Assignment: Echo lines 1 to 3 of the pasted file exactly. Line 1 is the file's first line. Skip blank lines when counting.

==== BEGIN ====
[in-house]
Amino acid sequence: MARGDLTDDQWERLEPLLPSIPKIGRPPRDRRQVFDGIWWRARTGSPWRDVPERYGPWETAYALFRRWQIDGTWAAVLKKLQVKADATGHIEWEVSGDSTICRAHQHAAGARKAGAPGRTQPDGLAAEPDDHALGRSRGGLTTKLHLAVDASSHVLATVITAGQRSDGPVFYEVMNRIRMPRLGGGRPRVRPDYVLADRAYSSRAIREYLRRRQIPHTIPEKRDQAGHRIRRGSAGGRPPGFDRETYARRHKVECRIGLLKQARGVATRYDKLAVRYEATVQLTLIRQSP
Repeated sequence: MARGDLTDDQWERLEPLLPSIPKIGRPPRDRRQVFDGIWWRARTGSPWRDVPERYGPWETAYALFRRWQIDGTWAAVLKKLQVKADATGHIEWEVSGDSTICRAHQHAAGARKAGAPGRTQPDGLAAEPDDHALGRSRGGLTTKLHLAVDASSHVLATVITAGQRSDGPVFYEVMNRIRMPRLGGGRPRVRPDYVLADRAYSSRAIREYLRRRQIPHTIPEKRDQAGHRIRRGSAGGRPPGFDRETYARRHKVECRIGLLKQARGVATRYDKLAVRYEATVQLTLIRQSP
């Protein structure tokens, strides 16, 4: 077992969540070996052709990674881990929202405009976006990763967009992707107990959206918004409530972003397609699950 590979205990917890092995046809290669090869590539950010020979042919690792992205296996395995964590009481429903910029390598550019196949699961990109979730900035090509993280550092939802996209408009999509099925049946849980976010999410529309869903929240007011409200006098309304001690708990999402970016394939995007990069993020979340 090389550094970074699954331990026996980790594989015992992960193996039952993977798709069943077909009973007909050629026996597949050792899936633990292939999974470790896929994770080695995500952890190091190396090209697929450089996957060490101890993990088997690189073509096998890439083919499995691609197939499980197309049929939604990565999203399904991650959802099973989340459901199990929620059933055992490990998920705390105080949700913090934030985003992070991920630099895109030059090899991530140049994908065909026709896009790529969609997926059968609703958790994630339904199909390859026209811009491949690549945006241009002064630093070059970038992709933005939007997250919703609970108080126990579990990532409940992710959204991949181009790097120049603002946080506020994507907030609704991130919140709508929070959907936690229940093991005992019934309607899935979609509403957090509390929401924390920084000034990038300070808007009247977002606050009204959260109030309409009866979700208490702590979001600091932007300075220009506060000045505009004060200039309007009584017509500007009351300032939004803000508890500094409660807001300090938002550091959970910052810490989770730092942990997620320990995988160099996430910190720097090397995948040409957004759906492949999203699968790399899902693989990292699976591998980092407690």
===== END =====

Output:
[in-house]
Amino acid sequence: MARGDLTDDQWERLEPLLPSIPKIGRPPRDRRQVFDGIWWRARTGSPWRDVPERYGPWETAYALFRRWQIDGTWAAVLKKLQVKADATGHIEWEVSGDSTICRAHQHAAGARKAGAPGRTQPDGLAAEPDDHALGRSRGGLTTKLHLAVDASSHVLATVITAGQRSDGPVFYEVMNRIRMPRLGGGRPRVRPDYVLADRAYSSRAIREYLRRRQIPHTIPEKRDQAGHRIRRGSAGGRPPGFDRETYARRHKVECRIGLLKQARGVATRYDKLAVRYEATVQLTLIRQSP
Repeated sequence: MARGDLTDDQWERLEPLLPSIPKIGRPPRDRRQVFDGIWWRARTGSPWRDVPERYGPWETAYALFRRWQIDGTWAAVLKKLQVKADATGHIEWEVSGDSTICRAHQHAAGARKAGAPGRTQPDGLAAEPDDHALGRSRGGLTTKLHLAVDASSHVLATVITAGQRSDGPVFYEVMNRIRMPRLGGGRPRVRPDYVLADRAYSSRAIREYLRRRQIPHTIPEKRDQAGHRIRRGSAGGRPPGFDRETYARRHKVECRIGLLKQARGVATRYDKLAVRYEATVQLTLIRQSP